Plovdiv’s main pedestrian street and the Old Town seem not to have changed much during the Bulgarian communist regime. Are there any monuments or buildings from this period of time that you like to present to the tourists?
Usually, I highlight other sights in Plovdiv, communist legacy here is not the one that makes the city unique. Nevertheless, the central post office building, as well as hotel Ramada Trimontium are interesting examples of how architecture in that period mimicked depending on the requirements of the high officials. There are also a lot of curious examples of communist sites to be seen from Nebet Tepe when we take in the panorama of the city: Alyosha soviet army memorial, the covered bridge on river Maritsa, some other large hotels like Sankt Peterburg and Grand Hotel Plovdiv. Actually, this panoramic view is marvellous because in a glimpse it reveals all the history of the city and presents its eclectic nature.
Can you tell us a little bit about the architectural Bauhaus heritage in Plovdiv?
Until World War I the dominating styles of architecture in Bulgaria are the Neo-Classical, Neo-Baroque, Neo-Renaissance, Secession, Art Deco… Because all of these look opulent and feature a lot of decoration, the inter-war Modernist or Bauhaus architecture looks plain in comparison and not so many people notice it or pay much attention to it. Nevertheless, it has many positive sides: functionality, use of modern materials, a lot of natural light allowed in the interior of the building. A large number of the rich in the 20s and 30s, including tobacco tycoons, were ordering their homes to be built exactly in Bauhaus style. The central market hall (at present Hali Shopping Centre), on the other hand, is the best example if we speak of public buildings. Some interesting suggestions about private houses, examples of Bauhaus in Plovdiv can be found in The Alternative Map Of Plovdiv: https://openarts.info/wp-content/uploads/2013/11/Alternative_Map_Plovdiv_2013.pdf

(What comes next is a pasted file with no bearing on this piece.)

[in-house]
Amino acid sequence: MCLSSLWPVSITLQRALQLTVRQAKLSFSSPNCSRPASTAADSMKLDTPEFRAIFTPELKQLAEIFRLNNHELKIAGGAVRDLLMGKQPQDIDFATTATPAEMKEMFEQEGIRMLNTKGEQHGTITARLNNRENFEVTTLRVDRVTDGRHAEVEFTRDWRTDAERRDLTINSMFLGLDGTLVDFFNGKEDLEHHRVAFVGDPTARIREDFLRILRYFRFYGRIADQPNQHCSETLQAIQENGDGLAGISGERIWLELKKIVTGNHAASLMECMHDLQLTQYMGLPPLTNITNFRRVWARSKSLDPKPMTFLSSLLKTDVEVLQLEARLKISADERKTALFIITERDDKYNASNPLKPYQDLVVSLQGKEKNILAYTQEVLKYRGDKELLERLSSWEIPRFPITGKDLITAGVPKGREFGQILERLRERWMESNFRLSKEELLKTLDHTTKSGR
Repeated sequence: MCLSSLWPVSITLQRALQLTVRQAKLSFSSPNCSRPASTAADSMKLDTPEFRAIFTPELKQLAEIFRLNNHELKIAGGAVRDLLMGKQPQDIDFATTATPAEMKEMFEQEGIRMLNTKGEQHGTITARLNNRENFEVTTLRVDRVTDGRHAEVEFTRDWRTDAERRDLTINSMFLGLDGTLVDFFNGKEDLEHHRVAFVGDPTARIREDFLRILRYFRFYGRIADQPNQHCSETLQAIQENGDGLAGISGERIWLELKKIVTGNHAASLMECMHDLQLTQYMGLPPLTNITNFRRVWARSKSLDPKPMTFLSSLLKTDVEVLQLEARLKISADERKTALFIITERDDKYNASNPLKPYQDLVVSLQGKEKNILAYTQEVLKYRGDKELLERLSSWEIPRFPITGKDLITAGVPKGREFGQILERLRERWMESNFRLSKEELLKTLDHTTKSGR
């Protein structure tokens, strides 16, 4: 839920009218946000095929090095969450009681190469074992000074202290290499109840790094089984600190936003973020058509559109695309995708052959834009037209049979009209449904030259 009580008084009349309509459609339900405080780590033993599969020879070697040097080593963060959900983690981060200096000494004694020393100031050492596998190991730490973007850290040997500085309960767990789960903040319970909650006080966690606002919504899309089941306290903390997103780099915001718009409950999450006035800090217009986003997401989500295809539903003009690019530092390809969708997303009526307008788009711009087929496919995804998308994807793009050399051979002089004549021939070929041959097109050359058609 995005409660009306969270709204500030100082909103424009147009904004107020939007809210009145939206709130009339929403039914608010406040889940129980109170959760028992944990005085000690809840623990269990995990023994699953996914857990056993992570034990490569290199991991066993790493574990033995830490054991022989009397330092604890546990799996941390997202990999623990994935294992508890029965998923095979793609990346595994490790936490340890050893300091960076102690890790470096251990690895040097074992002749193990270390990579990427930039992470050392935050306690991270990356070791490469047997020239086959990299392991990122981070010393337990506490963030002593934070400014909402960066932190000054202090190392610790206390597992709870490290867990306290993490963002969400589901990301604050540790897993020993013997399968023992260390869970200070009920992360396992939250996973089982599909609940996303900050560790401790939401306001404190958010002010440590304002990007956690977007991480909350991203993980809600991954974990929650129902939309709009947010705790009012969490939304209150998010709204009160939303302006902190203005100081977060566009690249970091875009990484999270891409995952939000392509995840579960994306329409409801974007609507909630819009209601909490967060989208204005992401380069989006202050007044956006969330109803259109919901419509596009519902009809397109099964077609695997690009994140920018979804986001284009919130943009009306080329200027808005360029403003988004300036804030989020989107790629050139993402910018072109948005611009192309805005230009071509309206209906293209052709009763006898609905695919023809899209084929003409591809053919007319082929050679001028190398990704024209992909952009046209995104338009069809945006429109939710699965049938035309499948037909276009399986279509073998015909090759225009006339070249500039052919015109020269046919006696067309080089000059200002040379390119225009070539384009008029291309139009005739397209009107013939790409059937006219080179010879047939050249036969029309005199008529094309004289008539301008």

Are there typical for the area of Plovdiv dishes that the guests of the town should definitely try?
I definitely recommend patatnik – a kind of big frittata made of potatoes and cheese. The other must are small cabbage or vine leaf rolls, known as “Stanimashki sarmichki”, from nearby Asenovgrad. When we speak of street food, it’s gözleme – Turkish savoury filo pastry which is baked on a hot plate – it comes with fillings like cheese or potato or mincemeat. Last but not least – ice-cream may not be a Bulgarian invention but since summers in Plovdiv are really hot, it should not be missed. The best local fare is at the corner of the main street right by the central park (Tsar Simeonova Gradina).
Plovdiv is the European Capital of Culture 2019 under the motto “Together”. Can you explain the meaning and history behind the motto to us?
Plovdiv has throughout its history been a melting pot and a crossroads where different cultures, communities and groups have always met. This has been the biggest challenge, as well as the best drive for the city’s development. “Together” is the secret of how this city has survived all of the trials and tribulations of its turbulent millennial history. “Together” builds up Plovdiv’s charm and charisma. As the organizers state, “Together” is more than a path to a more integrated community, it is our vision for making culture more accessible so that it can make our lives more meaningful, our city more vibrant and attractive.”
Enjoy a gallery of pictures from Dafi’s personal archive.